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Russia has 'no plans to invade Ukraine': Lavrov

Russian Foreign Minister Sergey Lavrov insisted Russia had no plans to invade eastern Ukraine but would respect this weekend's referendum in Crimea.

Speaking at the residency of the Russian Ambassador to London following talks with his U.S. counterpart Secretary of State John Kerry, Lavrov said that "differences remained" between the West and Russia over the future of the country, but stressed that the ongoing crisis was not the result of Russia's actions.

"We will respect the expression of the will of the Crimean people in in the upcoming referendum," Lavrov told reporters, adding that Russia did not need any international structure to help it deal with Ukraine.

"The Russian Federation does not and cannot have any plans to invade the southeastern regions of Ukraine" he added, following recent clashes in the Ukrainian city of Donetsk.

(Read more: Kerry: Russia's Putin won't make any decision on Crimea until after referendum)

But Kerry - who described the dialog with Lavrov as "constructive" - said he would like to see "actions and not words" that Russia was diminishing its presence in Ukraine.

Kerry added that Russia's President Vladimir Putin was unwilling to make decisions on Crimea until after the referendum.

"Our position on the referendum is clear," said Kerry during a press conference. "We believe the referendum is contrary to the constitution of Ukraine."

(Read more: Crimea referendum:Why it's so important)

The comments come after Arseniy Yatsenyuk, Ukraine's interim prime minister, told CNBC he believed the referendum in Crimea would inevitably result in the population rejecting Ukrainian rule - but remained adamant that the country will do all that it can to protect its territorial integrity.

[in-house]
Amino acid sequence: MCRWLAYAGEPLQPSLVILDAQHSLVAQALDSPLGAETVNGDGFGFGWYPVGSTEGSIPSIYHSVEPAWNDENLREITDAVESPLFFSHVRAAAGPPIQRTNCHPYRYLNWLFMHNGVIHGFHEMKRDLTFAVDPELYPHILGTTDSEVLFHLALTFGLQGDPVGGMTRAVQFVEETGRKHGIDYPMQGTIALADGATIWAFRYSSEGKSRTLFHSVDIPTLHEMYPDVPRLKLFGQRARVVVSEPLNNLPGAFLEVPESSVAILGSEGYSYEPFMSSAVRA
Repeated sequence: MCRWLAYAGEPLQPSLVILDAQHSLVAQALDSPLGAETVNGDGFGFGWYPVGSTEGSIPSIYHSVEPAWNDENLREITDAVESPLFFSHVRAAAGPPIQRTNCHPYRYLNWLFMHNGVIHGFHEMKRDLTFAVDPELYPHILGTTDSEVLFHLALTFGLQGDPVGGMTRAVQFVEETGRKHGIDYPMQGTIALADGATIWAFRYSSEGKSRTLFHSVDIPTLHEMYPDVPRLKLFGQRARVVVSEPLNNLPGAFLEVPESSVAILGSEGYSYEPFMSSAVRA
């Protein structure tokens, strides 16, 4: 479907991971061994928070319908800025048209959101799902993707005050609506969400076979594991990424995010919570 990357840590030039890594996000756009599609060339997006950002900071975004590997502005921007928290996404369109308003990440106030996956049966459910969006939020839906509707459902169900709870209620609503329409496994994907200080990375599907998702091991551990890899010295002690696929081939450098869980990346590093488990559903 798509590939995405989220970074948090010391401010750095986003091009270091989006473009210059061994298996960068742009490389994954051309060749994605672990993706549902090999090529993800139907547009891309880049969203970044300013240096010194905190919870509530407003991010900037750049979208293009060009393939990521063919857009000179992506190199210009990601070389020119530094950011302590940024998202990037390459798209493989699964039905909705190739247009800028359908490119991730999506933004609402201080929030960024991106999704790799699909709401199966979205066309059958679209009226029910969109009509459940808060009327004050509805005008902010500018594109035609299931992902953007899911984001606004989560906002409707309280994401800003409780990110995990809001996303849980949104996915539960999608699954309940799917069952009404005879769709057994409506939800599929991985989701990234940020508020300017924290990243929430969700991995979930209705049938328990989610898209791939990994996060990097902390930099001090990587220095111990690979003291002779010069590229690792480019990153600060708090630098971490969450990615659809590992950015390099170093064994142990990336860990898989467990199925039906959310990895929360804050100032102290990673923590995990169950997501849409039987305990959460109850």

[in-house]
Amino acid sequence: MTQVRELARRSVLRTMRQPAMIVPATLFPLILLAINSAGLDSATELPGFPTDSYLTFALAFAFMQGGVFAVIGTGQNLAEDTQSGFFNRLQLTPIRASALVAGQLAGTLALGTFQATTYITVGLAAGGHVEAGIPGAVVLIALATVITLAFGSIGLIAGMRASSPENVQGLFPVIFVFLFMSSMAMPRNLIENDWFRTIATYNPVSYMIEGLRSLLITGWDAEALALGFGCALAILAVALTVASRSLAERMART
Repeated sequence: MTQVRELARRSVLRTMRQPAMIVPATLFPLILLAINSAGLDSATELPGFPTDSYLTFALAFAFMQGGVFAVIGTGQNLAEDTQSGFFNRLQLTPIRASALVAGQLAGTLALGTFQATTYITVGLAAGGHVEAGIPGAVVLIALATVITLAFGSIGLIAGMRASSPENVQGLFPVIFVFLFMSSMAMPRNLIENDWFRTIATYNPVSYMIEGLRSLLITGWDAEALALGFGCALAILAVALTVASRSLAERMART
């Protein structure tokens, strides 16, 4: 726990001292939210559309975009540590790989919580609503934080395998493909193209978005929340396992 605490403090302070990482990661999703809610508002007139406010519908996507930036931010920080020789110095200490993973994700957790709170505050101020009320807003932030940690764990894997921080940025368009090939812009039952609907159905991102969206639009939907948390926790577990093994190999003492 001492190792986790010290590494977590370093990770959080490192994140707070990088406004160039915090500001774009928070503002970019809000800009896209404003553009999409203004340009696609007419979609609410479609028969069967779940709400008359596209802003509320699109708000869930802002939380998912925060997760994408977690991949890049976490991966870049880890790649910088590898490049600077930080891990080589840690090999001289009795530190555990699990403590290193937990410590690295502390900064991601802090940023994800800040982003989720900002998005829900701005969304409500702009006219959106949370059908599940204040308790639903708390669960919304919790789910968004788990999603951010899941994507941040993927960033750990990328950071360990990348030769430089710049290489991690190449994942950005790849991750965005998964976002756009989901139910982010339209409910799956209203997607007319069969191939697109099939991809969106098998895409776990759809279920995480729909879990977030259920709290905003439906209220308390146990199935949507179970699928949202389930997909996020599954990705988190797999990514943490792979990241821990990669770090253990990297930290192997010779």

"(It) seems to me that this referendum is already pre-ordered and that we can easily predict the outcome," he told CNBC in New York late Thursday.

"But Russia is to stick to the charter and to its international obligations."

The Crimean population is likely to vote along ethnic lines, with the majority Russian-speaking population dominating in the referendum. Yatsenyuk's comments came after a standoff between himself and a Russian diplomat in front of the United Nations on Thursday.

The Ukrainian leader urged Russia to move towards negotiations to try to end the tensions in the eastern European country. Meanwhile, Russia's ambassador to the United Nations, Vitaly Churkin, told the emergency meeting that Moscow does not want war with Ukraine.

John Kerry and Sergey Lavrov
US Department of State | Anadolu Agency | Getty Images
John Kerry and Sergey Lavrov

All members of the Security Council except one expressed their profound support to the territorial integrity and sovereignty of Ukraine, according to Yatsenyuk. He added that even after Sunday's vote - which is seen as illegal by Western powers - he will continue to try to preserve Ukraine's territorial integrity.

He declined to answer whether this would mean military action but said that it would include "all possible means."

(Read more: Why Crimea matters)

"Using all leverage, from the international community, from our international obligations and pressing on Russia to stop this mess," he told CNBC.

Ukraine's minister for economic development, Pavlo Sheremeta, told CNBC that international diplomacy was "one of the most effective tools" available to Ukraine in its current straits.

"Overall actually, I think that's one of the most effective tools," Sheremeta said on Friday. "We are not entering into any kind of military activities, we are not being provoked, we are just protecting our property - and that was well-appreciated."

German Chancellor Angela Merkel on Thursday warned of a "catastrophe" if Russia does not drop its plans to annex Crimea. U.S. Secretary of State John Kerry said if Russia goes through with the referendum in Crimea on Sunday, the U.S. and the West will respond with a "serious series of steps."

Sheremeta said: "We don't want sanctions, we don't want wars, we don't even want trade wars.

"As I mentioned we want to have peace, we want to have trade, we want to have exchange, we want to have debate. But we want to keep the territory of Ukraine integrated and the whole country independent."

By CNBC.com's Matt Clinch. Follow him on Twitter @mattclinch81.

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